Mind’s Horizon: What They Don’t Know Might Kill Them
In a frozen Southern California, a group of survivors of the new ice age band together out of necessity. The cold is inhospitable, and food is scarce. Conflicting personalities and backgrounds threaten to undo the tentative teamwork of the assembled party as much as any of the elemental hardships, until Ira finds what may be a new haven. But what she uncovers may be worse than anything they have had to face in their new life.
Mind’s Horizon by Eric Malikyte is a cosmic horror narrative that is a gratifying homage to H. P. Lovecraft, and is fraught with tension and suspense akin to some of Dean Koontz’s early science fiction work. It is an intense blend of science and dark magic, and beyond the more fantastical elements is a cautionary tale of what world could easily succumb to.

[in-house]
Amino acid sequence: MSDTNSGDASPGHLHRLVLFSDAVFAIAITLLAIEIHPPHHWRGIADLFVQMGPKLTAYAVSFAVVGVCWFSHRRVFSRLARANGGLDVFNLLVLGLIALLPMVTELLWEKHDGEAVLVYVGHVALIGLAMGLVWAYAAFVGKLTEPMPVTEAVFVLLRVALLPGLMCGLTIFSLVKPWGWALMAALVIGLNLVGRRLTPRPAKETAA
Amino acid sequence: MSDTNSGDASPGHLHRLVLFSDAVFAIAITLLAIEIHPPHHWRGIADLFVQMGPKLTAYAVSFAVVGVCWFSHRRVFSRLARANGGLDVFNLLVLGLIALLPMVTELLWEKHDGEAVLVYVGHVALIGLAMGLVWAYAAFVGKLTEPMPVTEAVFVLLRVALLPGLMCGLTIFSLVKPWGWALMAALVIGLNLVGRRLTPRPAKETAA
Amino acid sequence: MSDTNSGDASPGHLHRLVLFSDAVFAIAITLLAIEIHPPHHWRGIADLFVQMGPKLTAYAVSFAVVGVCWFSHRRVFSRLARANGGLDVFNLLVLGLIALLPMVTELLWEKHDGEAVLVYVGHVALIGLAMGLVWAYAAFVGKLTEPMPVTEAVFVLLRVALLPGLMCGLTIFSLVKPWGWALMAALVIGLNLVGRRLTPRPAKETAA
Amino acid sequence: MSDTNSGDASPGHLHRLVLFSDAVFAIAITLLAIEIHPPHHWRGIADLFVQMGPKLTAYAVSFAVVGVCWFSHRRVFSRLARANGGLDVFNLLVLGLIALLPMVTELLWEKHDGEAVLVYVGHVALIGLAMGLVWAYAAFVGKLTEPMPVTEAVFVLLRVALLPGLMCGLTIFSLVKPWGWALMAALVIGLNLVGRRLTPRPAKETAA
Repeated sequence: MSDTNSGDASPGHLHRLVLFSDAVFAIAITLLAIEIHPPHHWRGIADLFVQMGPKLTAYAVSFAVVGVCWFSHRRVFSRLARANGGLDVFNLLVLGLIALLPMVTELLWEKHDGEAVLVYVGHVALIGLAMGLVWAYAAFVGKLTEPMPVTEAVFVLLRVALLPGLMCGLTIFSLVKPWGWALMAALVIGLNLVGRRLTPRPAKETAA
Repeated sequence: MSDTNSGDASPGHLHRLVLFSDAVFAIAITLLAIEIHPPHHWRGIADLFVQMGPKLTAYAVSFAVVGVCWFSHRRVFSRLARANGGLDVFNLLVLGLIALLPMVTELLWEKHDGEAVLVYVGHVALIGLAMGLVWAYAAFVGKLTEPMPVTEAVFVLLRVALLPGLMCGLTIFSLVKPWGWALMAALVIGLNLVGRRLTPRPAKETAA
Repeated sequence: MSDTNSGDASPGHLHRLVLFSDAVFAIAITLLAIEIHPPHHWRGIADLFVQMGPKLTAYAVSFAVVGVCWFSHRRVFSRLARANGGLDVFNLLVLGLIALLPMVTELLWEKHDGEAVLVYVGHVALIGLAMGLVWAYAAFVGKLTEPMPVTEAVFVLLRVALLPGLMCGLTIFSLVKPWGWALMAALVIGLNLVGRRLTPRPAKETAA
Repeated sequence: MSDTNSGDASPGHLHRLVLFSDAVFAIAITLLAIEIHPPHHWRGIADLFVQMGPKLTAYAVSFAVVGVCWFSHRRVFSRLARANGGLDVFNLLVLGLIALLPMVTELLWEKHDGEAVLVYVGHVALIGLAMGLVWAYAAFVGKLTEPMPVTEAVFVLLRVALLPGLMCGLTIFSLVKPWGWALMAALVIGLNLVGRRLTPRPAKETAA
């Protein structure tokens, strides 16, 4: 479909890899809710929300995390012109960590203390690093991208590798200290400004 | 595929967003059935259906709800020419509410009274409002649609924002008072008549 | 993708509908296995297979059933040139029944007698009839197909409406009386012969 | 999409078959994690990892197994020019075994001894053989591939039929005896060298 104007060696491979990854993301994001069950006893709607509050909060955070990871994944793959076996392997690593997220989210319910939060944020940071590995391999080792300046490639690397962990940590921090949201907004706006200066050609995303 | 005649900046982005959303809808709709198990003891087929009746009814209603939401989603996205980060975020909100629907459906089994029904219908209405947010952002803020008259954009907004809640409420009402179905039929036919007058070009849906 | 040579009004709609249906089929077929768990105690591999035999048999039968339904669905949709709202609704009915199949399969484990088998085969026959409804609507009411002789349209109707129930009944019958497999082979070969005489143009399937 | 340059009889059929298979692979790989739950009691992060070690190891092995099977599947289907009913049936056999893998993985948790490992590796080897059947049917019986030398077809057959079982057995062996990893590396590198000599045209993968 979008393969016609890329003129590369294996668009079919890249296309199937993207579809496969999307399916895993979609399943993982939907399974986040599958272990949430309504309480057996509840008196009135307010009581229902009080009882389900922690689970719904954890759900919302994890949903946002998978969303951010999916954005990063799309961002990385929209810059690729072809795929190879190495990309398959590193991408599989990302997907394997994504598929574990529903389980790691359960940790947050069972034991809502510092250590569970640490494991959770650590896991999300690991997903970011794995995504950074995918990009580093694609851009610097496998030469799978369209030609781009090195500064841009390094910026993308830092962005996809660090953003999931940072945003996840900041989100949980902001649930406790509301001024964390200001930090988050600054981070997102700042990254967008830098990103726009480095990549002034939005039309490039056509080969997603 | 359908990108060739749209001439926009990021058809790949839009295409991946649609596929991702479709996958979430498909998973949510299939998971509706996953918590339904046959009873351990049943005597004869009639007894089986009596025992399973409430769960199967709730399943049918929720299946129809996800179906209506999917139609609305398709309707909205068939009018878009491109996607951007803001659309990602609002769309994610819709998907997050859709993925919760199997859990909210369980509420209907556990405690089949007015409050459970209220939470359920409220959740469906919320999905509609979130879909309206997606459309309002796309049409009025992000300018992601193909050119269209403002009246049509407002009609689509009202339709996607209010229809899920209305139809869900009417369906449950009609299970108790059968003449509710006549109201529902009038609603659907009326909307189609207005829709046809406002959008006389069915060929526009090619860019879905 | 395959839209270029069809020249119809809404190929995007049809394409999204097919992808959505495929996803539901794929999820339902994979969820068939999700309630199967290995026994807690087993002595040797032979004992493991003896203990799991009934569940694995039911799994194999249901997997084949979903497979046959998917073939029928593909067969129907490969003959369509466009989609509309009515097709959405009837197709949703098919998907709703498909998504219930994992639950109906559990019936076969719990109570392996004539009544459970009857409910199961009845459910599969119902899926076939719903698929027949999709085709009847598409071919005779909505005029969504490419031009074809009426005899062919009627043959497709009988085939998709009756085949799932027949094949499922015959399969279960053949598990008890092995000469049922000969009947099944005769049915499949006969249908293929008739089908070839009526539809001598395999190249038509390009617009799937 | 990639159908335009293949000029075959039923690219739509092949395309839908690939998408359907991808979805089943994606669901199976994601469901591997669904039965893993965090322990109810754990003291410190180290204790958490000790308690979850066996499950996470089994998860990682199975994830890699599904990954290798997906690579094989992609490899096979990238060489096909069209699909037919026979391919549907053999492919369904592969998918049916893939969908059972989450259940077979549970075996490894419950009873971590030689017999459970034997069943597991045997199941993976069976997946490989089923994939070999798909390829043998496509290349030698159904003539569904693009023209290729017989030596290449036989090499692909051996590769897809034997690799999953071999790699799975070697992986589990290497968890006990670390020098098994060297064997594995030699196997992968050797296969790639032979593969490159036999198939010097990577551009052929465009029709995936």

The book is written in third person and switches points of view between the six survivors, but is told primarily through Ira’s perspective. Each of the character’s voices are unique and distinguishable from the others, and their individual motives and justifications make it possible for the reader to understand some of their more shocking decisions.
Ira is a protagonist that is easy for her audience to root for. Her story opens with her doing something reckless and plucky, giving the impression of a fearless adventurer. It’s only as the novel progresses that you learn how much she struggles to stand on her own two feet and oppose her brother Nico, the unofficial leader of their group, or how torn she is between Nico and her best friend Eddie, who fought on opposite sides of a second civil war before the ice overtook everything.
Mind’s Horizon is a very visual book, and the more horrific scenes are satisfyingly graphic. It is not for the faint of heart, but horror buffs will not be disappointed with this fast-paced post-apocalyptic suspense.